The tragic Munich air disaster of 1958 all but killed-off that iconic United team and if fate had not stepped in, Busby may have led his “Babes” to triumph a lot sooner than 1968. In the intervening years, English clubs struggled to gain the upper hand over their Spanish, Italian and Portuguese counterparts and always fell short of the top prize.

The relationship between English clubs and Europe was a little uncomfortable. English football was still reeling after the Hungarians taught Billy Wright and his team-mates a lesson at Wembley in 1953. Although the media claimed Wolverhampton Wanderers were “world champions” after beating assorted Hungarians and Russians in friendly games under lights, overseas journalists, such as Gabriel Hanot of L’Equipe, were not impressed, especially as England had failed to shine in the World Cups of 1950 and 1954, their first tournaments after rejoining FIFA.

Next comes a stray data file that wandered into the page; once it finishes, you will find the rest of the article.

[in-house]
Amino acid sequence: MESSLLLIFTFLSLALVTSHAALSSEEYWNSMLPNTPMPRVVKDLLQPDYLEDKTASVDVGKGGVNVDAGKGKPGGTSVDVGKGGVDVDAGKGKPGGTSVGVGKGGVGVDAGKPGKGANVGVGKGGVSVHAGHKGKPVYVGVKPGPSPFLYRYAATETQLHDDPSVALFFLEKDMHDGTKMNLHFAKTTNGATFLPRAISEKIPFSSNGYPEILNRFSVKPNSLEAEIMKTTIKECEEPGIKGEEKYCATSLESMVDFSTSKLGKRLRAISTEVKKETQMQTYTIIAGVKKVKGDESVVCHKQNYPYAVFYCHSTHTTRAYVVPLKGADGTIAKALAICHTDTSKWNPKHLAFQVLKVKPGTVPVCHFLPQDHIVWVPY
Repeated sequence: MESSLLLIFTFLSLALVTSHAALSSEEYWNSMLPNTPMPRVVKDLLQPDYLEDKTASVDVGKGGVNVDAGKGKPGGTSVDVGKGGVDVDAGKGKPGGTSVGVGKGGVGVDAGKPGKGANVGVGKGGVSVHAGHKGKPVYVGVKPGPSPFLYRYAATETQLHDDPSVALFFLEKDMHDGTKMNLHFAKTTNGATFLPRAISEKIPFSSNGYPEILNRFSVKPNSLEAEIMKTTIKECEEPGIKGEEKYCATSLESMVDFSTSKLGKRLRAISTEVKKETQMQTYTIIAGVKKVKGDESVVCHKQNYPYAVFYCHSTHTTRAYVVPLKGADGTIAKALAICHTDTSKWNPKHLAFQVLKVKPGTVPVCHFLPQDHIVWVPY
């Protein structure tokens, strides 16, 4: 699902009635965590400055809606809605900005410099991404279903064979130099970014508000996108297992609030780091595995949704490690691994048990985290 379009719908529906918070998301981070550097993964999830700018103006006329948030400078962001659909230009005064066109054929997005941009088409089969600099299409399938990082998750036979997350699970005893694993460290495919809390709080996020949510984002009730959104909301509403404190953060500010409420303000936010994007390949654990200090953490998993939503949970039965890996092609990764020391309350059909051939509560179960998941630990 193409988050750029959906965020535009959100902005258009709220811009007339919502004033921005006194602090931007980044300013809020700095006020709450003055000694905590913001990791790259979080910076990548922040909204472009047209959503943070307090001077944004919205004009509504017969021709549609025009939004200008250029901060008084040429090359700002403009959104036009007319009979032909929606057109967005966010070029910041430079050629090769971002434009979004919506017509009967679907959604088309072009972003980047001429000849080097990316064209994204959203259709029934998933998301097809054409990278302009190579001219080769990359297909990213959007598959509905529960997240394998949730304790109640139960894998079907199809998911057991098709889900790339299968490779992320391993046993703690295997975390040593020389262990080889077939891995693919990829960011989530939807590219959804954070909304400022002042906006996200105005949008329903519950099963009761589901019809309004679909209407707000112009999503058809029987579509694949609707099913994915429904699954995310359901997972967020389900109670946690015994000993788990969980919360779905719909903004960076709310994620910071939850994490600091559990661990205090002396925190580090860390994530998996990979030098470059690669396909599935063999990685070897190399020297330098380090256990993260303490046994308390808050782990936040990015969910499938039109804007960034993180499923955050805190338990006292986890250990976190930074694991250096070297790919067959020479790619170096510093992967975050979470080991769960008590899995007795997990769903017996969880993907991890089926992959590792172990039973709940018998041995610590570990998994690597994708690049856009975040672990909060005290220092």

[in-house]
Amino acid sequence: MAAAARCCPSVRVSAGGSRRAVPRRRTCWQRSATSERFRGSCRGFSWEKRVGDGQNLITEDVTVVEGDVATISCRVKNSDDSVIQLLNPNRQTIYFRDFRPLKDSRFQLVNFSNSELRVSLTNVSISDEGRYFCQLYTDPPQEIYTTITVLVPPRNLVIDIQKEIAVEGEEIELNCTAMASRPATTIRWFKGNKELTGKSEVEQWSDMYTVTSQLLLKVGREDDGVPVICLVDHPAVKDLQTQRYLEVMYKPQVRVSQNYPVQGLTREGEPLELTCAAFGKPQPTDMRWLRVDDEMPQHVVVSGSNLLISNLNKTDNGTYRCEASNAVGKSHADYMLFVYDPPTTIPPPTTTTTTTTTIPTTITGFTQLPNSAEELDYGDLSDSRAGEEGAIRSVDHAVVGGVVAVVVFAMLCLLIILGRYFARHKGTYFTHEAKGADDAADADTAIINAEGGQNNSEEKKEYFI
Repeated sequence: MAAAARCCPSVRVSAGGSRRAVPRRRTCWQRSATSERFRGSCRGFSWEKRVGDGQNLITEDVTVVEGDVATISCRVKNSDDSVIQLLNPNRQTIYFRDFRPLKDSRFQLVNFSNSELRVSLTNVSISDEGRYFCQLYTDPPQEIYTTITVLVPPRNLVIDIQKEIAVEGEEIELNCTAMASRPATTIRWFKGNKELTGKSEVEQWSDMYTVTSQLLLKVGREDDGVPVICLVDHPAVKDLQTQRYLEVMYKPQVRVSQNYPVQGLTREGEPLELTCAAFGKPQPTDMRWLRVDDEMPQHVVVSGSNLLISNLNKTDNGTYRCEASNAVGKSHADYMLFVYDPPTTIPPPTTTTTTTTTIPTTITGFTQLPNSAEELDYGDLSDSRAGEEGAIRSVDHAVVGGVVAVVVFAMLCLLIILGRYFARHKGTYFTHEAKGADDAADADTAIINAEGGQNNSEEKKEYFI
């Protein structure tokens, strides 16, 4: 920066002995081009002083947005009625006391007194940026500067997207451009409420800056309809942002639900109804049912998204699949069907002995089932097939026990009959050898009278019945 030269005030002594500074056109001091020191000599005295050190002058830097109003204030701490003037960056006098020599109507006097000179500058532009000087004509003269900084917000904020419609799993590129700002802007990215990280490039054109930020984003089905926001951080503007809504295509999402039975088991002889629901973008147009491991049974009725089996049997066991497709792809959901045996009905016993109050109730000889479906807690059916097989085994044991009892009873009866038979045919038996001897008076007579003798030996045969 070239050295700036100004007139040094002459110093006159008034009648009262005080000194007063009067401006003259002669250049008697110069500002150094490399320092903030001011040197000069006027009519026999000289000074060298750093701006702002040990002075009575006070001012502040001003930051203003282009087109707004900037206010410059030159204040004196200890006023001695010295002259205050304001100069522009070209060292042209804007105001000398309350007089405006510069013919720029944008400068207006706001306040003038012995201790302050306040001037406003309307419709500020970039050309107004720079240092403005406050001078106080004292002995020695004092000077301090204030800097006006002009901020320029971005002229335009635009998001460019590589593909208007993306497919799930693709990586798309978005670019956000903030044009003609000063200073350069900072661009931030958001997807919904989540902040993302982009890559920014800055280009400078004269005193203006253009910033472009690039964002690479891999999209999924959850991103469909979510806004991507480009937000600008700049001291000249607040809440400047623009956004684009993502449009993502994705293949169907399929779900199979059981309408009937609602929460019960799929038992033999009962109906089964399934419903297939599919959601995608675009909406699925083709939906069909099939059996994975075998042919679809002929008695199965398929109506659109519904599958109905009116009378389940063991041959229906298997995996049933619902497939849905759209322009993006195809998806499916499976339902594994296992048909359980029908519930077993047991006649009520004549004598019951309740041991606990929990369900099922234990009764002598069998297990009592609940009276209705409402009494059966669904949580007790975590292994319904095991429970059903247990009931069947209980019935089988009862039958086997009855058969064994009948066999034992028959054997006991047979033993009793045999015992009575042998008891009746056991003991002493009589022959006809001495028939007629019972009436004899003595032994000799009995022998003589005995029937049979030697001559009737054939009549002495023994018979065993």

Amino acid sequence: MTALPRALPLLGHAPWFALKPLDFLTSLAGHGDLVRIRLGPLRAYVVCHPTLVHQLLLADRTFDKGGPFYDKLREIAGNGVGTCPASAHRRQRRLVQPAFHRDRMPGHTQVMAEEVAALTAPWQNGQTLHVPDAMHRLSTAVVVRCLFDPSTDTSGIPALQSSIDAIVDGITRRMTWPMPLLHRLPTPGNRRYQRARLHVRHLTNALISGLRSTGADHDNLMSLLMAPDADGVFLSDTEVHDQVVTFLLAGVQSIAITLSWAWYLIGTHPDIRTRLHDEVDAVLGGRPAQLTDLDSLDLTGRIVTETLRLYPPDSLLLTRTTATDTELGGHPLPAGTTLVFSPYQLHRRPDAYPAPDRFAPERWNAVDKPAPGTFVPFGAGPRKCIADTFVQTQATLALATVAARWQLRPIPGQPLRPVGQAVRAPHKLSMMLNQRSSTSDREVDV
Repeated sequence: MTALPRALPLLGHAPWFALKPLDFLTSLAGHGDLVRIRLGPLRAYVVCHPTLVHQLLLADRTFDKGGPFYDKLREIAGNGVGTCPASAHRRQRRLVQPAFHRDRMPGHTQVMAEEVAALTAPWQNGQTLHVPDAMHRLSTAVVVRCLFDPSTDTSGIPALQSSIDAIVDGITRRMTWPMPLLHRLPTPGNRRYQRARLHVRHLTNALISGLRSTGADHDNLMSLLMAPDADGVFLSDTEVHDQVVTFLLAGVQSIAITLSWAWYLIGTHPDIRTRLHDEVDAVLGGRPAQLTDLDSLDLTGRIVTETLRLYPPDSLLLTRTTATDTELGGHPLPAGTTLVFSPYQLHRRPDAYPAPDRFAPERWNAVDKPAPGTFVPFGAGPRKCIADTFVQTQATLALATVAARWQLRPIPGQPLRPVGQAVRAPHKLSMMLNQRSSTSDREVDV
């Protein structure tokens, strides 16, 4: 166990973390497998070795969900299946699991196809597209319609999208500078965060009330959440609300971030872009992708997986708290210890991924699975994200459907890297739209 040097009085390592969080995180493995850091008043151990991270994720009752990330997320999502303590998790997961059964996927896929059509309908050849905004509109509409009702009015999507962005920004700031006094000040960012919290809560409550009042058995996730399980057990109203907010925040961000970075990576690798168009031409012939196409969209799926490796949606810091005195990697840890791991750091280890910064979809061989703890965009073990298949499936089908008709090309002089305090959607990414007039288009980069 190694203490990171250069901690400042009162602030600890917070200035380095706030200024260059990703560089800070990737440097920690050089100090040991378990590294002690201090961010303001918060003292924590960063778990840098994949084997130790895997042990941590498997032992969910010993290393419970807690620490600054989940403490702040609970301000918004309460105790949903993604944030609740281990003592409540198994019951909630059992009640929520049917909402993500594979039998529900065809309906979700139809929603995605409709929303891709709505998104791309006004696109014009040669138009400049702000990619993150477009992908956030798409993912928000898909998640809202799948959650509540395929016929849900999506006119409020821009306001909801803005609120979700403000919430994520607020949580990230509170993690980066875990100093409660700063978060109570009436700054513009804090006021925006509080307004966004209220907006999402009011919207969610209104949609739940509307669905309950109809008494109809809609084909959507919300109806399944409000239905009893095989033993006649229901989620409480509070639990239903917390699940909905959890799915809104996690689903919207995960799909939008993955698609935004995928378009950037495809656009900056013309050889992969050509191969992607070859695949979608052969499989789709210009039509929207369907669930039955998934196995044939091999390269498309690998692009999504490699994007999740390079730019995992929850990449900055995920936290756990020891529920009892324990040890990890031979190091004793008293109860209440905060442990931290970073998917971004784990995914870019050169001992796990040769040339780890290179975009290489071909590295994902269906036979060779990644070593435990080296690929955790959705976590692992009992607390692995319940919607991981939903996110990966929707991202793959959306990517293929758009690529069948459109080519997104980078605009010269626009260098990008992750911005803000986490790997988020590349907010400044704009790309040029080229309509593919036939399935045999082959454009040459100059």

The premier accolade may have eluded English clubs, but the first European silverware was won by Tottenham Hotspur in 1963 and West Ham United two years later, both lifting the European Cup-Winners’ Cup, a competition for the domestic cup winners. Unsurprisingly, both clubs were managed by men who had been heavily influenced by the Hungarians that had torn England apart – Bill Nicholson at Spurs and Ron Greenwood at West Ham.

Nicholson summed up the importance of taking part quite simply: “It’s magnificent to be in Europe, and this club – a club like Tottenham Hotspur – if we’re not in Europe, we’re nothing… we’re nothing.”